I just need to work on myself right now. I need to care for myself. If you are ‘toxic’, or negative, then I’m done with ya. If you aren’t on board with helping me care for myself, then I’m done with ya. Forget the nay-sayers. I’m doing me.
I have seen a ton of these types of posts on social media as of late. Like at least one each week.
Our culture, and unfortunately our Christian sub-culture, is all about individualism and living one’s best life. So the fact that these type of posts show up from Christians and non-Christians alike is not all that surprising.
But church, it is concerning.
As of late, I’ve been diving knee-deep into the book of Philippians. I try and listen to it every day in the car, read it a couple times a week, and memorize different portions of it. I want to know it inside and out, letting it permeate my mind and heart. One undeniable theme that runs throughout the entire book is the way that Jesus primarily, and Paul secondarily, model humble, others-first love.
Let’s start with the well-known passage about the descent of Christ, and then let’s look at how Paul modeled the same type of ‘stepping down’ love.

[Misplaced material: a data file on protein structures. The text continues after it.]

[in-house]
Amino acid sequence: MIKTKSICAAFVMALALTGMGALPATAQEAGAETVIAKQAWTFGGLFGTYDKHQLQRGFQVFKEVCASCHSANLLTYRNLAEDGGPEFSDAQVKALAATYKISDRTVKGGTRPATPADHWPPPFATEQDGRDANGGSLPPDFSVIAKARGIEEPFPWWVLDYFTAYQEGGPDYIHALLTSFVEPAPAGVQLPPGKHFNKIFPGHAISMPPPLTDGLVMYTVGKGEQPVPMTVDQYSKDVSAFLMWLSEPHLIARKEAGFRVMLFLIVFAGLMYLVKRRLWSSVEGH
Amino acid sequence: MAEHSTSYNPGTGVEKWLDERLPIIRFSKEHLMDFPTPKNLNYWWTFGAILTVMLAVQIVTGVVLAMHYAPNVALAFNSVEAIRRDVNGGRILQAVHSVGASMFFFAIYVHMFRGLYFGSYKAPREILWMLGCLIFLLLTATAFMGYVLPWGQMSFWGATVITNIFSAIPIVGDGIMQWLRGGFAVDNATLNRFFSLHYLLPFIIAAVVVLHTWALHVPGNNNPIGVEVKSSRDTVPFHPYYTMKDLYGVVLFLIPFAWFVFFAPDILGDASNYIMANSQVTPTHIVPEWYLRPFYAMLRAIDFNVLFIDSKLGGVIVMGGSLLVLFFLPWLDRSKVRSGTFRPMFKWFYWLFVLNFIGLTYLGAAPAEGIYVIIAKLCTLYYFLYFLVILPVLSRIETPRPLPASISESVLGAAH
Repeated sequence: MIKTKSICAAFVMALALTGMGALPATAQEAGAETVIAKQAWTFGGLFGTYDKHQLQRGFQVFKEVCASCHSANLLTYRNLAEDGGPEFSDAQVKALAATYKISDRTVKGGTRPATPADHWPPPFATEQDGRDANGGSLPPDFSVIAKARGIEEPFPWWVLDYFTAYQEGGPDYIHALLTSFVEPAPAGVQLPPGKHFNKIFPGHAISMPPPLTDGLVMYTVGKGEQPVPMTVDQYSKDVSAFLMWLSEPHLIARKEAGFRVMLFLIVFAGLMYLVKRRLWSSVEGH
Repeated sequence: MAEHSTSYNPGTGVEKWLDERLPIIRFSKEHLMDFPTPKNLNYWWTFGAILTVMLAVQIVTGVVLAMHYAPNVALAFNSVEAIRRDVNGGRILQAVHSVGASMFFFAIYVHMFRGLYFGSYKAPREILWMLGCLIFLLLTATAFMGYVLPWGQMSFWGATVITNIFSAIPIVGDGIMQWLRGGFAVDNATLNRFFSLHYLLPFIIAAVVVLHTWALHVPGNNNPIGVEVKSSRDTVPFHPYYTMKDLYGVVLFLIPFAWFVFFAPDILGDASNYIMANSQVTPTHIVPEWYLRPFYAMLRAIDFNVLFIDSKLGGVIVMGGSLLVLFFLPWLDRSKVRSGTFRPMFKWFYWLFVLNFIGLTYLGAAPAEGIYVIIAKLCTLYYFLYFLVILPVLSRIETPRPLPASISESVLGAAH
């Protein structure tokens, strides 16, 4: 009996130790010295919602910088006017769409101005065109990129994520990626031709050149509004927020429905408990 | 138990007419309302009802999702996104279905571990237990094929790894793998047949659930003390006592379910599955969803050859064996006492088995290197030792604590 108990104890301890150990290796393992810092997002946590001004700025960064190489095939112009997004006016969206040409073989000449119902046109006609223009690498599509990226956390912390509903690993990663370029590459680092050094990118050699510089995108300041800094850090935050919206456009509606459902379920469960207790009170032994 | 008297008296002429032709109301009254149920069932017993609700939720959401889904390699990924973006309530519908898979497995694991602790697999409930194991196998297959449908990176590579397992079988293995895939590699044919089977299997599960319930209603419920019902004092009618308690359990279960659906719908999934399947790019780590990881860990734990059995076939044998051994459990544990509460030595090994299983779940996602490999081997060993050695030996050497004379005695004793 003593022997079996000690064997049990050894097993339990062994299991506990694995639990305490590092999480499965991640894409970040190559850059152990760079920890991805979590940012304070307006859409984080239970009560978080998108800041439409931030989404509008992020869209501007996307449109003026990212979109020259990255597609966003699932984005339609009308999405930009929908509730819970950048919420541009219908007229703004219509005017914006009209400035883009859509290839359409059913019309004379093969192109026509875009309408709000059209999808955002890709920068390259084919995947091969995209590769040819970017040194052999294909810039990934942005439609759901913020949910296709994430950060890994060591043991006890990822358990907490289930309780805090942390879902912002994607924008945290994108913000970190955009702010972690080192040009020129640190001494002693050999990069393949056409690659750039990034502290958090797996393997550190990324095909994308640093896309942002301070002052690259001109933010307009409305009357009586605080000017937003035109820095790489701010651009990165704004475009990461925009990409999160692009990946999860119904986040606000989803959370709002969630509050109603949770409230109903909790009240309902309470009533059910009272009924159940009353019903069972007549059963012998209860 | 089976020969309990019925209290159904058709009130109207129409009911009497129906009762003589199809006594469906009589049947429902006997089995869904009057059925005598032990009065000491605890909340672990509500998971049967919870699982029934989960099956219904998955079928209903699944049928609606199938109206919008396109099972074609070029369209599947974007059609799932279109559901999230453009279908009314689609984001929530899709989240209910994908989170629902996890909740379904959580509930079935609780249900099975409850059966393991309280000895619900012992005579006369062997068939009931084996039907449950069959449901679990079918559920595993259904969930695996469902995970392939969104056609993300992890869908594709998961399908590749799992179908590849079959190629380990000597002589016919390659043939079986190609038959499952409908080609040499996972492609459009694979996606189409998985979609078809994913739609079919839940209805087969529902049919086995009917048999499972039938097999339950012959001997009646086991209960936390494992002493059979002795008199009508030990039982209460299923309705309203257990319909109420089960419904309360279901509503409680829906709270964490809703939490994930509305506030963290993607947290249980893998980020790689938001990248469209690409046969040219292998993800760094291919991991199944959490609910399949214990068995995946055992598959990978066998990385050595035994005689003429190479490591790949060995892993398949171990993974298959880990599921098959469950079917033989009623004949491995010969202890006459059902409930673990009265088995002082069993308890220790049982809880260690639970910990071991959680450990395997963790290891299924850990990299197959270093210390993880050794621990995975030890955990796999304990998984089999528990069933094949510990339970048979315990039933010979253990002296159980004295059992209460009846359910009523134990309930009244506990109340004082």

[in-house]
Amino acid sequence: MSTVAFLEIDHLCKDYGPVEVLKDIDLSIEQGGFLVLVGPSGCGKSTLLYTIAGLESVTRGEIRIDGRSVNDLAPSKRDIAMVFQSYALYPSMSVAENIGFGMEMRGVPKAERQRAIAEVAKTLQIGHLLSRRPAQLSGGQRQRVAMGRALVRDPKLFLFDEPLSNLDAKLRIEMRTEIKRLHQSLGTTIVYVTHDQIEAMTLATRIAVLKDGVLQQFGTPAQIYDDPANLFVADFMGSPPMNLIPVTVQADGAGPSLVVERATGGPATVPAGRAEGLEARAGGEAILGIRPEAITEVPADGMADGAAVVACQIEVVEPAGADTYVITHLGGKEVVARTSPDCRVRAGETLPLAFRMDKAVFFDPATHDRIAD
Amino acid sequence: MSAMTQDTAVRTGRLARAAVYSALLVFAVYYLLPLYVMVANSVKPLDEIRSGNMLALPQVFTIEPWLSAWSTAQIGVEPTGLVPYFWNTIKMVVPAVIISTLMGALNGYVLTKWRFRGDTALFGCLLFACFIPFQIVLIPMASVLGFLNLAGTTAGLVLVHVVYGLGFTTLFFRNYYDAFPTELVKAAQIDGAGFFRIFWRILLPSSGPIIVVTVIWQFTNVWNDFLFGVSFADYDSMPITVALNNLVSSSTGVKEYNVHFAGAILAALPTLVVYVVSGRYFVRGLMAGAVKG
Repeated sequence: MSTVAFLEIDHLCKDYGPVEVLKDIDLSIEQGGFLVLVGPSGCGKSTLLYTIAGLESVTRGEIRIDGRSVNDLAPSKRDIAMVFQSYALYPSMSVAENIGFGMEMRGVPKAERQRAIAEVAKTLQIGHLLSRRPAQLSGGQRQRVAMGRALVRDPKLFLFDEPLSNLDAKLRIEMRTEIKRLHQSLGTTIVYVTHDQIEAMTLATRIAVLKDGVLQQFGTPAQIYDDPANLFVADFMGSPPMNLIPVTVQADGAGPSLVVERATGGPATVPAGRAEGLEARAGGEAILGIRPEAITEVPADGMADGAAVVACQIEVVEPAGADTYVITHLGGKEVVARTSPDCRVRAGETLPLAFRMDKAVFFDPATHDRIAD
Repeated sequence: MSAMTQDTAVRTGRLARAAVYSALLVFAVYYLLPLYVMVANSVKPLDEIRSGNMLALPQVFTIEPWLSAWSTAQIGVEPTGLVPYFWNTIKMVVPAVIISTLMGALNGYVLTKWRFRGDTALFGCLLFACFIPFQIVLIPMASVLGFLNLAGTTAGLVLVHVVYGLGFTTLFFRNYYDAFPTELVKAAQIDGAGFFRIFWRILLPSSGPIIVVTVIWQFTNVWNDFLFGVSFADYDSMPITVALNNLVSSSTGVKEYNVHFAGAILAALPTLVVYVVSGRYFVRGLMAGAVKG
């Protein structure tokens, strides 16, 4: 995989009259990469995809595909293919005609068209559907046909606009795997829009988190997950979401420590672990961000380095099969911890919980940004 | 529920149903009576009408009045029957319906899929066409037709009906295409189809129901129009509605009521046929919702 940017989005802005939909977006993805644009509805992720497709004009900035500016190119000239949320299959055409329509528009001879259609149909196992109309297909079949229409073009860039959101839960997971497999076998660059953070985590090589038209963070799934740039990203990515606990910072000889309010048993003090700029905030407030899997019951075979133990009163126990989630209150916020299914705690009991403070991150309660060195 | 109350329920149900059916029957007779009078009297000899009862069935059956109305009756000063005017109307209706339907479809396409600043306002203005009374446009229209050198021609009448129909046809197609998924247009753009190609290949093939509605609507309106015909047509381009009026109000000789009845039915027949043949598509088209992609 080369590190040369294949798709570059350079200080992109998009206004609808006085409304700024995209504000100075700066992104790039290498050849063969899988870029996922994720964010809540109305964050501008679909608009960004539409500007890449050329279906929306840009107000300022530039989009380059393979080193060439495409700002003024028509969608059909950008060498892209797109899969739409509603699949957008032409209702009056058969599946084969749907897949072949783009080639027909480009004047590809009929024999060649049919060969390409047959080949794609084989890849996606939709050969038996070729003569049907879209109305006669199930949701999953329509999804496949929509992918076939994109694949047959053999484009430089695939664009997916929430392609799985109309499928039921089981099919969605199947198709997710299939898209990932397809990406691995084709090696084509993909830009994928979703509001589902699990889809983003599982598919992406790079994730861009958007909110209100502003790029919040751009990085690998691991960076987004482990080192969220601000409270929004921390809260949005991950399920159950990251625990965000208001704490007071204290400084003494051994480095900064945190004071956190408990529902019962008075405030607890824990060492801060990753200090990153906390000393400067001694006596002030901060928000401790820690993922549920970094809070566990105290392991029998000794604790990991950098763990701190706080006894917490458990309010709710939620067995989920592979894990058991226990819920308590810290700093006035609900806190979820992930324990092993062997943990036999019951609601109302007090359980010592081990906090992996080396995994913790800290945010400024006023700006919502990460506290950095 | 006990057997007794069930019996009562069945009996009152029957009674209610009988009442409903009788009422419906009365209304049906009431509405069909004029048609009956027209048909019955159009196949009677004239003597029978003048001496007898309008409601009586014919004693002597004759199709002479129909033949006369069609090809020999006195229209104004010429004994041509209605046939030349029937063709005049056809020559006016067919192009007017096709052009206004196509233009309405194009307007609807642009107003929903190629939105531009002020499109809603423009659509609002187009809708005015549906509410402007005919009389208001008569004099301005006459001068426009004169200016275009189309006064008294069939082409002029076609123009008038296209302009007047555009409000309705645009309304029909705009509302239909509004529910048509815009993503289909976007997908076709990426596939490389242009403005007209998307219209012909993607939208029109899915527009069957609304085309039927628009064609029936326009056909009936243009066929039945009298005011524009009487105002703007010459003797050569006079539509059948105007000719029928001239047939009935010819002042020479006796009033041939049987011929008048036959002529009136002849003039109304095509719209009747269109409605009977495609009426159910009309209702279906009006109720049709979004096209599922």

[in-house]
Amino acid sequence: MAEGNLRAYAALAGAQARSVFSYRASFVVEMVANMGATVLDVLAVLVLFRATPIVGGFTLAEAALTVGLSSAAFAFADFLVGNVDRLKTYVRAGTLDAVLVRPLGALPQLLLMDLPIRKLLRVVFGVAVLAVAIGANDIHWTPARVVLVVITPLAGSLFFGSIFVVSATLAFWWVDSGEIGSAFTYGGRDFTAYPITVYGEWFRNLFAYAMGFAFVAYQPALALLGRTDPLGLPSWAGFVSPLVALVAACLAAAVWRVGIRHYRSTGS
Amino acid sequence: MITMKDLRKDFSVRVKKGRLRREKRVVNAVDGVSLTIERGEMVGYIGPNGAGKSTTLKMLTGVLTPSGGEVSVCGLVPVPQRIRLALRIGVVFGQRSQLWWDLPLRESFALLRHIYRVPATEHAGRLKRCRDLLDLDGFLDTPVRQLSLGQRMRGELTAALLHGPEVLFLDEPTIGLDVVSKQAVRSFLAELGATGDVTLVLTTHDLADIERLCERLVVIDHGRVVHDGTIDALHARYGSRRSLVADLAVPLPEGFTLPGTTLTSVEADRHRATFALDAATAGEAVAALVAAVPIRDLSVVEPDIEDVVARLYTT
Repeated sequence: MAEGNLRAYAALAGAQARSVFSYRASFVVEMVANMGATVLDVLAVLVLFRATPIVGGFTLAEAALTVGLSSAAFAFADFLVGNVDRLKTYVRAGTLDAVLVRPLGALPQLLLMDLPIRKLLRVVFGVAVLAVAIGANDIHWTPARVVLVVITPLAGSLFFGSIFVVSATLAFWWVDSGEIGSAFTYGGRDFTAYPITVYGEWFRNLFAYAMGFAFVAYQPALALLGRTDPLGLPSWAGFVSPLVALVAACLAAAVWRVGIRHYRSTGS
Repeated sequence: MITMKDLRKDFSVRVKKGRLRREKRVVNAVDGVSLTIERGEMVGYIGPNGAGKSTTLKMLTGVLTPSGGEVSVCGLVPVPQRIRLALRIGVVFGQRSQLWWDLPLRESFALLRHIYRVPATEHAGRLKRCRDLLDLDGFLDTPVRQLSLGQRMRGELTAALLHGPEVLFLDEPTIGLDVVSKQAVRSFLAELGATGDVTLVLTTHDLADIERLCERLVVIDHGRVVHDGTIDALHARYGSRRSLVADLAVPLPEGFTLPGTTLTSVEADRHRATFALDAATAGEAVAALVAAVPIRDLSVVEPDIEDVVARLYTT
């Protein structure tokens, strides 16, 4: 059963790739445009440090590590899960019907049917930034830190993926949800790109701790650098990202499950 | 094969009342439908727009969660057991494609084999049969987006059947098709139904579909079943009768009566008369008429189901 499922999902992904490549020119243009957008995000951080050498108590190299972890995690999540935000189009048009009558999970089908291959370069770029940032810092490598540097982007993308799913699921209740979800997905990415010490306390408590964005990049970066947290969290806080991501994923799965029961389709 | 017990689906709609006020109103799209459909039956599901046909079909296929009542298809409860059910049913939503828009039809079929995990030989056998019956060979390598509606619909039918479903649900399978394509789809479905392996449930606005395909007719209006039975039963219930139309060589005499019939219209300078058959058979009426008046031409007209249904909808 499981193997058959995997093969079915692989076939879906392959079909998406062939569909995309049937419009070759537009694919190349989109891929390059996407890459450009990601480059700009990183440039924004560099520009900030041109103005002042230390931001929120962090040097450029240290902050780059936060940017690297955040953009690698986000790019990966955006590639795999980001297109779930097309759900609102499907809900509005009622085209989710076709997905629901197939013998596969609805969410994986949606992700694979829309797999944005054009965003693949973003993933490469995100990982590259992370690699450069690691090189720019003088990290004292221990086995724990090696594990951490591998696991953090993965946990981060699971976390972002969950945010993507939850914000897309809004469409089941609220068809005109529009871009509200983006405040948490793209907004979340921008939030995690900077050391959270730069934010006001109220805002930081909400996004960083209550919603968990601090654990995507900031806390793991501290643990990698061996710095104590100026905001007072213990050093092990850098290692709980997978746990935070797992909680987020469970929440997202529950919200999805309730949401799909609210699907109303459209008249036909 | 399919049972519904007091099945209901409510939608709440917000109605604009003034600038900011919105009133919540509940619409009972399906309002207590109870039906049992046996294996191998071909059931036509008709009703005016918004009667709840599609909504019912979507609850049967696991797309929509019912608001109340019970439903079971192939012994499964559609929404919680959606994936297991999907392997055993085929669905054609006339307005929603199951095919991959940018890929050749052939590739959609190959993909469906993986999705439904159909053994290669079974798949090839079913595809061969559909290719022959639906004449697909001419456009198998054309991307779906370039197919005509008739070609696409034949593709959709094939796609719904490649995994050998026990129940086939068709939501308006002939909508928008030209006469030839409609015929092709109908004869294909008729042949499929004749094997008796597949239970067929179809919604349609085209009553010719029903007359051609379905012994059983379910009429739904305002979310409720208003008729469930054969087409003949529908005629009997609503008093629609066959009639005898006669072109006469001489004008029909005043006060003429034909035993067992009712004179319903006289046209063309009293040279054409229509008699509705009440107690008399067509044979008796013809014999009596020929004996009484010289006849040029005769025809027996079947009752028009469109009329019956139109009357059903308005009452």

Do nothing out of selfish ambition or conceit, but in humility count others more significant than yourselves. Let each of you look not only to his own interests, but also to the interests of others. Have this mind among yourselves, which is yours in Christ Jesus, who though, he was in the form of God, did not count equality with God a thing to be grasped, but emptied himself, by taking the form of a servant, being born in the likeness of men. – Philippians 2:3-7
You’ve likely heard this passage before.
You can see the steps down that Jesus takes (for more on this, read J-Curve by Paul Miller. I’m only halfway through it right now and it has blown up my view of walking with God. In a good way). Jesus forsook the throne for a season, stepping down into the likeness of men, loving the people of this world to the point of death (as the rest of this passage describes). Jesus was a man who put others before Himself.